Breast cancer is well known as a malignancy being strongly influenced by female steroids. Pregnancy is a protective factor against breast cancer. Human chorionic gonadotropin (HCG) is a candidate hormone which could mediate this antitumoral effect of pregnancy. For this review article, all original research articles on the role of HCG in breast cancer were considered, which are listed in PubMed database and were written in English. The role of HCG in breast cancer seems to be a paradox. Placental heterodimeric HCG acts as a protective agent by imprinting a permanent genomic signature of the mammary gland determining a refractory condition to malignant transformation which is characterized by cellular differentiation, apoptosis and growth inhibition. On the other hand, ectopic expression of β-HCG in various cancer entities is associated with poor prognosis due to its tumor-promoting function. Placental HCG and ectopically expressed β-HCG exert opposite effects on breast tumorigenesis. Therefore, mimicking pregnancy by treatment with HCG is suggested as a strategy for breast cancer prevention, whereas targeting β-HCG expressing tumor cells seems to be an option for breast cancer therapy. Full article
(This article belongs to the Special Issue hCG—An Endocrine, Regulator of Gestation and Cancer)
Open AccessReview The Role of HCG in Implantation: A Mini-Review of Molecular and Clinical Evidence
Int. J. Mol. Sci. 2017, 18(6), 1305; https://doi.org/10.3390/ijms18061305
Received: 7 May 2017 / Revised: 12 June 2017 / Accepted: 12 June 2017 / Published: 19 June 2017
Cited by 3 | PDF Full-text (178 KB) | HTML Full-text | XML Full-text
Abstract
Embryo implantation is a complex process involving continuous molecular cross-talk between the embryo and the decidua. One of the key molecules during this process is human chorionic gonadotropin (HCG). HCG effectively modulates several metabolic pathways within the decidua contributing to endometrial receptivity. Herein,
[...] Read more.
Embryo implantation is a complex process involving continuous molecular cross-talk between the embryo and the decidua. One of the key molecules during this process is human chorionic gonadotropin (HCG). HCG effectively modulates several metabolic pathways within the decidua contributing to endometrial receptivity. Herein, a brief overview of the molecular mechanisms regulated by HCG is presented. Furthermore, we summarize the existing evidence regarding the clinical impact on reproductive outcomes after endometrial priming with HCG prior to embryo transfer. Although promising, further evidence is needed to clarify the protocol that would lead to beneficial outcomes. Full article
(This article belongs to the Special Issue hCG—An Endocrine, Regulator of Gestation and Cancer)
Open AccessReview hCG Triggering in ART: An Evolutionary Concept
Int. J. Mol. Sci. 2017, 18(5), 1075; https://doi.org/10.3390/ijms18051075
Received: 26 February 2017 / Revised: 28 April 2017 / Accepted: 6 May 2017 / Published: 17 May 2017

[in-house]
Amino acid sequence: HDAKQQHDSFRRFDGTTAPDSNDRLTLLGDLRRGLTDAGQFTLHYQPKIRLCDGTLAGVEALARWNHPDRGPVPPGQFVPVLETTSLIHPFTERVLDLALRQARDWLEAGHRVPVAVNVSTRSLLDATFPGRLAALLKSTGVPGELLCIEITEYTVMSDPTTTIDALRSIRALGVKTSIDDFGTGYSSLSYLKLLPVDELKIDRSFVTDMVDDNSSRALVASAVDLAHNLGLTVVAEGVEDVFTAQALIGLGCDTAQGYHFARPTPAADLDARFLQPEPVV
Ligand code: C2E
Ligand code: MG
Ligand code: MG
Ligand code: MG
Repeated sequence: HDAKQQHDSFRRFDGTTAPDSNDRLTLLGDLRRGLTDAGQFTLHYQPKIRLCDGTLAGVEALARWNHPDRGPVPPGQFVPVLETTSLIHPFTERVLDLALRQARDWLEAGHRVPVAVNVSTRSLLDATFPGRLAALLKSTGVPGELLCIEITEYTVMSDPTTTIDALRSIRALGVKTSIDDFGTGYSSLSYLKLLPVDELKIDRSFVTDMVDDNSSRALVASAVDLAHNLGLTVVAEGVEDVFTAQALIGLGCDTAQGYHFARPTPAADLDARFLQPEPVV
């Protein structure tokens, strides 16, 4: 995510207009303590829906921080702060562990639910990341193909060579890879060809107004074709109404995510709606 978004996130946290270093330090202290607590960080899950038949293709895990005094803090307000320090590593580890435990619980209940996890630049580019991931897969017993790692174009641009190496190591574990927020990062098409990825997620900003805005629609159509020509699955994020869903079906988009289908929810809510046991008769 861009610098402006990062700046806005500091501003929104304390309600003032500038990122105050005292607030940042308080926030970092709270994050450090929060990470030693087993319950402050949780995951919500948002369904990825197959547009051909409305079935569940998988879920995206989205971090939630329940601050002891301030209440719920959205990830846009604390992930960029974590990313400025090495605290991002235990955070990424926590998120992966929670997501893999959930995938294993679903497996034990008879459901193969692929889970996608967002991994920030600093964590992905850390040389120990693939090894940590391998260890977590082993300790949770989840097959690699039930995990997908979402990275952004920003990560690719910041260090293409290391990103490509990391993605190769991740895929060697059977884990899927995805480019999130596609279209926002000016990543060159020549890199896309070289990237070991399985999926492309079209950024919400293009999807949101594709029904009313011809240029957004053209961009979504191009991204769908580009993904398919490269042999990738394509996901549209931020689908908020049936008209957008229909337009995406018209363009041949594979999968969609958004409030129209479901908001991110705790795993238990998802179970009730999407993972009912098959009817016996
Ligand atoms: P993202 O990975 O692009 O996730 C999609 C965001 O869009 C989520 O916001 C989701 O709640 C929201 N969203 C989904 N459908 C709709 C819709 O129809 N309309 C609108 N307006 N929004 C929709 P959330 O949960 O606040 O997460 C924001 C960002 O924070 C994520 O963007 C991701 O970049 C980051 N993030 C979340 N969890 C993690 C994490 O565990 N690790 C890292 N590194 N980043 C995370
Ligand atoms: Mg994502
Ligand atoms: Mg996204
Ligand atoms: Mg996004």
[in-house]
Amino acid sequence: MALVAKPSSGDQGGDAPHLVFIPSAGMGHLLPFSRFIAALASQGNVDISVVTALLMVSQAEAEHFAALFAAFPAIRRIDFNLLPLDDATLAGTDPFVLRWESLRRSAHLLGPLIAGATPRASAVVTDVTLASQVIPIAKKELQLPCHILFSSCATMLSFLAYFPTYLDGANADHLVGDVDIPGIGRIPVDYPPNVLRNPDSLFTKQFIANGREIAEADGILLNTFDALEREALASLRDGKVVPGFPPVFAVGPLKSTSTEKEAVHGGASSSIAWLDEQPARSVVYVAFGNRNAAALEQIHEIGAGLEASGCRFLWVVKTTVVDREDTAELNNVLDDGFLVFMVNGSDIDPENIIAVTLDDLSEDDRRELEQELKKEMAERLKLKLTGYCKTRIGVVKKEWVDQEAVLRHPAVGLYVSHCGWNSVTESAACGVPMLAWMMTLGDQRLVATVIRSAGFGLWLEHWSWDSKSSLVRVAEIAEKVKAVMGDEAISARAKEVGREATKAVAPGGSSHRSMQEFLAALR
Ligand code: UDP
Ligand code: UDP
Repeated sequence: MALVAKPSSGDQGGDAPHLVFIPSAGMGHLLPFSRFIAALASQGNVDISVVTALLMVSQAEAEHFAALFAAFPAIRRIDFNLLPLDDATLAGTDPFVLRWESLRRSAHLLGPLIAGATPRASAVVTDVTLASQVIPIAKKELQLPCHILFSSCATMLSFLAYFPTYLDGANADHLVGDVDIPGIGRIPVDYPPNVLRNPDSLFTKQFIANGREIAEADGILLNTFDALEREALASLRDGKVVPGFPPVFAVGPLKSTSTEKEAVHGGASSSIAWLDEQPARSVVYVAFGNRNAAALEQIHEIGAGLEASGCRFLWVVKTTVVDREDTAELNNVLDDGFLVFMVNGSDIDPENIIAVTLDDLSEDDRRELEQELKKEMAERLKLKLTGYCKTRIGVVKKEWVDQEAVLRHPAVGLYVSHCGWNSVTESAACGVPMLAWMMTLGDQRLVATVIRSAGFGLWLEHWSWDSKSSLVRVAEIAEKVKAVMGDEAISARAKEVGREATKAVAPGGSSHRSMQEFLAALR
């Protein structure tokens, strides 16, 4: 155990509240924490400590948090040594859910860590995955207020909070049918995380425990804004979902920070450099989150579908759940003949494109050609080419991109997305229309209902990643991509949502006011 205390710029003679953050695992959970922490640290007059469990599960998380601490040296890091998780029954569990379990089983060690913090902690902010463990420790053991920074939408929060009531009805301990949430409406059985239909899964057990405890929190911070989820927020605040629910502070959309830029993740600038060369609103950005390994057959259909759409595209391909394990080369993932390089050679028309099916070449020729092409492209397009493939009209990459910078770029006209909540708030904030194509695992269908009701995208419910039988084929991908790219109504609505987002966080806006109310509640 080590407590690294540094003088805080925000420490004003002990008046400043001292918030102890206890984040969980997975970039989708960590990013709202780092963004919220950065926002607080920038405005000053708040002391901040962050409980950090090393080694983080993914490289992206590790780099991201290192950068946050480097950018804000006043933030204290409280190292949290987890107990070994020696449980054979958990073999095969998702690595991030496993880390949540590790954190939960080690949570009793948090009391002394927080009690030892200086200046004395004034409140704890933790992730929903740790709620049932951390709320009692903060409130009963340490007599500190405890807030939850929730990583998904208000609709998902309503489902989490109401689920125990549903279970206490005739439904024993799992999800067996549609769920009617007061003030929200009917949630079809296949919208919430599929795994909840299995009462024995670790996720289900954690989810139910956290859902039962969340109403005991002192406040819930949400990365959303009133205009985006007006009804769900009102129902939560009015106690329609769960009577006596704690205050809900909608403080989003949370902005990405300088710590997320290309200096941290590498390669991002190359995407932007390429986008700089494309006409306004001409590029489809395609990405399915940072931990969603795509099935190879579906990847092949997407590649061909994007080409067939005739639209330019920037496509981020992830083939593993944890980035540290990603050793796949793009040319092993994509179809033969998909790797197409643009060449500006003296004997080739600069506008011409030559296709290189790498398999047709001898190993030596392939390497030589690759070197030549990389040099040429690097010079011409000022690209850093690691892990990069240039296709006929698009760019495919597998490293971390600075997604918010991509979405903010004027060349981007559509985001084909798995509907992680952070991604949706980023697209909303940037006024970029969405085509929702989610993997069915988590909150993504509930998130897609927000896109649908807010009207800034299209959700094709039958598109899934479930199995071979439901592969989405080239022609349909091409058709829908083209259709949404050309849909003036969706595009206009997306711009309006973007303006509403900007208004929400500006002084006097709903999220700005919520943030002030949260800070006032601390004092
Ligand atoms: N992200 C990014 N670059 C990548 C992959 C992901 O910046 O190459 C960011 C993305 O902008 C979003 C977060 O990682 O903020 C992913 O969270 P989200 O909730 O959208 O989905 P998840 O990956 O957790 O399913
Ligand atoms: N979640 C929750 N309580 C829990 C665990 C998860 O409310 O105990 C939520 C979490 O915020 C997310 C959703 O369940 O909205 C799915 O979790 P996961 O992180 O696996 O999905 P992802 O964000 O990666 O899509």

Cited by 2 | PDF Full-text (174 KB) | HTML Full-text | XML Full-text
Abstract
Human chorionic gonadotropin (hCG) is no longer a single, omnipotent ovulation triggering option. Gonadotropin releasing hormone (GnRH) agonist, initially presented as a substitute for hCG, has led to a new era of administering GnRH agonist followed by hCG triggering. According to this new
[...] Read more.
Human chorionic gonadotropin (hCG) is no longer a single, omnipotent ovulation triggering option. Gonadotropin releasing hormone (GnRH) agonist, initially presented as a substitute for hCG, has led to a new era of administering GnRH agonist followed by hCG triggering. According to this new concept, GnRH agonist enables successful ovum maturation, while hCG supports the luteal phase and pregnancy until placental shift. Full article
(This article belongs to the Special Issue hCG—An Endocrine, Regulator of Gestation and Cancer)
Open AccessReview Human Chorionic Gonadotropin: The Pregnancy Hormone and More
Int. J. Mol. Sci. 2017, 18(5), 1059; https://doi.org/10.3390/ijms18051059
Received: 26 February 2017 / Revised: 3 May 2017 / Accepted: 10 May 2017 / Published: 14 May 2017
Cited by 4 | PDF Full-text (184 KB) | HTML Full-text | XML Full-text
Abstract
To thoroughly review the uses of human chorionic gonadotropin (hCG) related to the process of reproduction and also assess new, non-traditional theories. Review of the international literature and research studies. hCG and its receptor, LH/CGR, are expressed in numerous sites of the reproductive
[...] Read more.
To thoroughly review the uses of human chorionic gonadotropin (hCG) related to the process of reproduction and also assess new, non-traditional theories. Review of the international literature and research studies. hCG and its receptor, LH/CGR, are expressed in numerous sites of the reproductive tract, both in gonadal and extra-goanadal tissues, promoting oocyte maturation, fertilization, implantation and early embryo development. Moreover, hCG seems to have a potential role as an anti-rejection agent in solid organ transplantation. Future research needs to focus extensively on the functions of hCG and its receptor LH/CGR, in an effort to reveal known, as well as unknown clinical potentials. Full article
(This article belongs to the Special Issue hCG—An Endocrine, Regulator of Gestation and Cancer)